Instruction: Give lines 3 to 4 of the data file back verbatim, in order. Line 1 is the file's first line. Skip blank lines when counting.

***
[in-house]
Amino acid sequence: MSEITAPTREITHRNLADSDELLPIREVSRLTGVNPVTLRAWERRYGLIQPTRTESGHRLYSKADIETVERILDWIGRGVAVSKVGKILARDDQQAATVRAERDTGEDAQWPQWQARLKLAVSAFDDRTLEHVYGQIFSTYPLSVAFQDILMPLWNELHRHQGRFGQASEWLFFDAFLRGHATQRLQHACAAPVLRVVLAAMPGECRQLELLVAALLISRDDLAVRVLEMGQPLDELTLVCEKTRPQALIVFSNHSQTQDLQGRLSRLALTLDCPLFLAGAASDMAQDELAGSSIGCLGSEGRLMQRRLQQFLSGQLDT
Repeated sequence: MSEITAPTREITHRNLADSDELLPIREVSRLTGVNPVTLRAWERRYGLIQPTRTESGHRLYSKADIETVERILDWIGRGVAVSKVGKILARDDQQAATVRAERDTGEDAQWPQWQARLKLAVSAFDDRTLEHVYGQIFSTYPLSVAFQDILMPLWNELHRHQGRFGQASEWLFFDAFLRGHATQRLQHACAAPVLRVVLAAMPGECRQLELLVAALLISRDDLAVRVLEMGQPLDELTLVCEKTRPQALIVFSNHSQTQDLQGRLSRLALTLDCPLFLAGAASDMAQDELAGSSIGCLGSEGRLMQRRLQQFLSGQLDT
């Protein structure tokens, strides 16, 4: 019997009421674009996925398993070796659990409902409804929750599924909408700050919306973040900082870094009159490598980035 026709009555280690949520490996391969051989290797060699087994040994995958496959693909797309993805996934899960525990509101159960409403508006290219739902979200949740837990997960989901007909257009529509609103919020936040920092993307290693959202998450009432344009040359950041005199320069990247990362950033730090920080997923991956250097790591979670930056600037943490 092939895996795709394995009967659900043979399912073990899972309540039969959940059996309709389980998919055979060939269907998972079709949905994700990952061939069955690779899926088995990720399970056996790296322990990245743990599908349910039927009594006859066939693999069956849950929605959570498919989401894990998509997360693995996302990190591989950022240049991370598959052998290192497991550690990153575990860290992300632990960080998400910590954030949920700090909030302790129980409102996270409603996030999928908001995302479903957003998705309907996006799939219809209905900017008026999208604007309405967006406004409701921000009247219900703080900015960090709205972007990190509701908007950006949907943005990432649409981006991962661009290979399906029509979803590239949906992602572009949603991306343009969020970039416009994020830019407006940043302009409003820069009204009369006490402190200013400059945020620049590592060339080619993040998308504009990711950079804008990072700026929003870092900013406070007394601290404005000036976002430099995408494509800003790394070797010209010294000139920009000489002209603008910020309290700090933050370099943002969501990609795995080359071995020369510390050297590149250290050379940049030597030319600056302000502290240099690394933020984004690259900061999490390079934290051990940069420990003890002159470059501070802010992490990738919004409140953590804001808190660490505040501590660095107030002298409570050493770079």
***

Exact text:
Repeated sequence: MSEITAPTREITHRNLADSDELLPIREVSRLTGVNPVTLRAWERRYGLIQPTRTESGHRLYSKADIETVERILDWIGRGVAVSKVGKILARDDQQAATVRAERDTGEDAQWPQWQARLKLAVSAFDDRTLEHVYGQIFSTYPLSVAFQDILMPLWNELHRHQGRFGQASEWLFFDAFLRGHATQRLQHACAAPVLRVVLAAMPGECRQLELLVAALLISRDDLAVRVLEMGQPLDELTLVCEKTRPQALIVFSNHSQTQDLQGRLSRLALTLDCPLFLAGAASDMAQDELAGSSIGCLGSEGRLMQRRLQQFLSGQLDT
């Protein structure tokens, strides 16, 4: 019997009421674009996925398993070796659990409902409804929750599924909408700050919306973040900082870094009159490598980035 026709009555280690949520490996391969051989290797060699087994040994995958496959693909797309993805996934899960525990509101159960409403508006290219739902979200949740837990997960989901007909257009529509609103919020936040920092993307290693959202998450009432344009040359950041005199320069990247990362950033730090920080997923991956250097790591979670930056600037943490 092939895996795709394995009967659900043979399912073990899972309540039969959940059996309709389980998919055979060939269907998972079709949905994700990952061939069955690779899926088995990720399970056996790296322990990245743990599908349910039927009594006859066939693999069956849950929605959570498919989401894990998509997360693995996302990190591989950022240049991370598959052998290192497991550690990153575990860290992300632990960080998400910590954030949920700090909030302790129980409102996270409603996030999928908001995302479903957003998705309907996006799939219809209905900017008026999208604007309405967006406004409701921000009247219900703080900015960090709205972007990190509701908007950006949907943005990432649409981006991962661009290979399906029509979803590239949906992602572009949603991306343009969020970039416009994020830019407006940043302009409003820069009204009369006490402190200013400059945020620049590592060339080619993040998308504009990711950079804008990072700026929003870092900013406070007394601290404005000036976002430099995408494509800003790394070797010209010294000139920009000489002209603008910020309290700090933050370099943002969501990609795995080359071995020369510390050297590149250290050379940049030597030319600056302000502290240099690394933020984004690259900061999490390079934290051990940069420990003890002159470059501070802010992490990738919004409140953590804001808190660490505040501590660095107030002298409570050493770079």